26 Aug Luca Signorelli and Rome
Oblivion and rediscoveries
This exhibition is focused of the exceptional relationship between Luca Signorelli and Rome: a city where the painter stayed on different occasions, obtaining profound inspirations for his artistic production.
At the turn of the 15th to 16th century, Classical and Christian antiquities were emerging in every corner of the city; alongside with the architecture and the ancient ruins they stimulated the artist’s creativity.
Through his studies of the antiquity, Signorelli obtained a rich repertoire of male nudes and a variety of figurative poses, which he reproduced in his activity throughout the main centers of central Italy. Luca Signorelli born in Cortona Round 1450 and deceased in the same city on 23 October 1523, was held in high esteem by his contemporaries, who entrusted him with increasingly prestigious tasks. In 1482 he was called to Rome to participate in the decoration of the walls of the Sistine Chapel. His paintings for this task were “considered the best” according to Giorgio Vasari, and soon he would also work in Florence, for Lorenzo il Magnifico and other members of the Medici family.
During five years at the height of his career (1499-1504), he painted the cycle of frescoes with dramatic scenes of the Last Judgement, in the Cappella Nova of the Orvieto Cathedral. However, the fame achieved by the painter during his lifetime was insufficient to avoid a sudden fall into oblivion. The work of the master of Cortona was obscured by the enthusiasm for the “modern manner” of the two giants of the next generation: Michelangelo( 1475-1564) and Raphael ( 1483-1520). It was only at the end of the 18th century and especially in the early 19th century that art critics began to rediscover Signorelli’s fundamental role in the development of the Reinassance. The exhibition is divided into seven thematic sections. In the first room, the enigma of the “true image” of the artist is narrated, showing two depictions in dissimilar versions, created in the 19th century by Pietro Tenerani and Pietro Pierantoni. Next, we immerse ourselves in the atmosphere of Rome during the papacy of Sixtus IV (1471-1484), when classical antiquities and monuments became an inexhaustible source of inspiration for many artists, including foreigners, as would later happen for the Dutchman Maarten van Heemskerck.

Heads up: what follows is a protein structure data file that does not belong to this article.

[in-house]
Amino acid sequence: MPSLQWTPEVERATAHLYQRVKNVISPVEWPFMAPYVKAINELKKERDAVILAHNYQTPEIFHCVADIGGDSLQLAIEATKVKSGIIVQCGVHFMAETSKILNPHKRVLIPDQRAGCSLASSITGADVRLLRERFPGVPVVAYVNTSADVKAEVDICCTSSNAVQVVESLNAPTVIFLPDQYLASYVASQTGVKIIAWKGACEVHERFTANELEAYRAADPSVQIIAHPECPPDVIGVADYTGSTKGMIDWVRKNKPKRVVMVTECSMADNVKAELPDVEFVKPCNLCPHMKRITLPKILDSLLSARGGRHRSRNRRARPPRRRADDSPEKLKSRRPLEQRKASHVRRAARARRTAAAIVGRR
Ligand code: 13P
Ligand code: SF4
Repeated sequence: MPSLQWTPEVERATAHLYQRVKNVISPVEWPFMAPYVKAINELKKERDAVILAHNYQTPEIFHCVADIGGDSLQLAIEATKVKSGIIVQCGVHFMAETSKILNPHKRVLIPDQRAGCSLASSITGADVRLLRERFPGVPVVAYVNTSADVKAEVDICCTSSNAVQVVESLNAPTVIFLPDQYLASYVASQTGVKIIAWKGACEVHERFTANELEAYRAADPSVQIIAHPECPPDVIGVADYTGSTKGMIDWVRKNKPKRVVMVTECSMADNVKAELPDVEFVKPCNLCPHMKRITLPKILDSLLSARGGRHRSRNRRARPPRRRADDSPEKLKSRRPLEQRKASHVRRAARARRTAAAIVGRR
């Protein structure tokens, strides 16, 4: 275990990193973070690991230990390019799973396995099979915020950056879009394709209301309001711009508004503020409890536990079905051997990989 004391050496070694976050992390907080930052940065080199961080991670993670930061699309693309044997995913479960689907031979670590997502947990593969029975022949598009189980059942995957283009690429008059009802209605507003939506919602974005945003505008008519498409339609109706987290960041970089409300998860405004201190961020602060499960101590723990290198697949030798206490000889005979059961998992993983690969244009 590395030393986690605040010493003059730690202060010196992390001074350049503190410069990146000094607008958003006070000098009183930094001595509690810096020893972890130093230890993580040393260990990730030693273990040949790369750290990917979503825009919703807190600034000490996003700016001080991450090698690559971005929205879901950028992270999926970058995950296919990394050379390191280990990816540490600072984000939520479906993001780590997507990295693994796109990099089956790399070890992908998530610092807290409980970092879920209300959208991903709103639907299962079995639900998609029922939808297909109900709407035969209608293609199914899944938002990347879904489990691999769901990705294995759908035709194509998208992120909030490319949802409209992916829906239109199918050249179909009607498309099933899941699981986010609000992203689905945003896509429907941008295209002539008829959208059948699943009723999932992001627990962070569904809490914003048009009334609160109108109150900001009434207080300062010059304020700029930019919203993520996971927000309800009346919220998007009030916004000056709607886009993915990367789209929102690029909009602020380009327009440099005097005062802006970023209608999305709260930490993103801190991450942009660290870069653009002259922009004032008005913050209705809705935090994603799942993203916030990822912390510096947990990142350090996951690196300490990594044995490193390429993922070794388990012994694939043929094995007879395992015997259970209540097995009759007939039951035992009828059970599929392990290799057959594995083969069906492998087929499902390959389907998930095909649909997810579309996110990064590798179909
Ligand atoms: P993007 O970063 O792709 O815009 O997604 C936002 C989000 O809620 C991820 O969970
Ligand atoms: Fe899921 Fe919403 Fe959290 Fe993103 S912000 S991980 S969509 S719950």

The central room is the fulcrum of the exhibition: here we see works painted by Signorelli after his return from Rome, in Tuscany, Umbria, and Marche. The reputation of his success had intensified hi receipt of commissions from religious brotherhoods and aristocratic families. A large alterpiece with the Martyrdom of Saint Sebastian, originally executed for the church of San Domenico in Cittá di Castello, and restored for this occasion, dominates this room.
The following section is dedicated to the most spectacular parts of the Cappella Nova of the Orvieto Cathedral.
Backlit reproductions of the frescoes highlight the artist’s virtuosity and creative genius.
Continuing to the next space, we find three refined paintings on panel of the Madonna and Child, revealing his particular sensitivity on the theme of grace and maternal love. We then move on to the story of the background and protagonists of Luca Signorelli’s two stays in Rome, in 1507 and in 1513, marked by abrubt transitions between success and difficulty.
The exhibition ends with a section dedicated to the progressive rediscovery of the artist during the 19th and 20th centuries,in the figurative arts, critical literature and the antiquities market.